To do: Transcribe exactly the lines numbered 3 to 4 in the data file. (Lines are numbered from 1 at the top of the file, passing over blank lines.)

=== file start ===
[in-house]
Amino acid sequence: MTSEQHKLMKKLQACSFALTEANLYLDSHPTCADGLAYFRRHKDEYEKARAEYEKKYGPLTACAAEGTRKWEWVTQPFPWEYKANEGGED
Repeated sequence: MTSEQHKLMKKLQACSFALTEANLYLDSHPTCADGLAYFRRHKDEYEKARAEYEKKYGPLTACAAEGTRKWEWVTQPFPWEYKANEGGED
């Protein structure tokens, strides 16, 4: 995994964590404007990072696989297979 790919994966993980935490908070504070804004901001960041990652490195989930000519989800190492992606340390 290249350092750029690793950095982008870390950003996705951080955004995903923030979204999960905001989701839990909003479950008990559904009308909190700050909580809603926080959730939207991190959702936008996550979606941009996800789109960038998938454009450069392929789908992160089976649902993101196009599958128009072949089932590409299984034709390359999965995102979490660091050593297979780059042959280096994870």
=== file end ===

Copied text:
Repeated sequence: MTSEQHKLMKKLQACSFALTEANLYLDSHPTCADGLAYFRRHKDEYEKARAEYEKKYGPLTACAAEGTRKWEWVTQPFPWEYKANEGGED
């Protein structure tokens, strides 16, 4: 995994964590404007990072696989297979 790919994966993980935490908070504070804004901001960041990652490195989930000519989800190492992606340390 290249350092750029690793950095982008870390950003996705951080955004995903923030979204999960905001989701839990909003479950008990559904009308909190700050909580809603926080959730939207991190959702936008996550979606941009996800789109960038998938454009450069392929789908992160089976649902993101196009599958128009072949089932590409299984034709390359999965995102979490660091050593297979780059042959280096994870």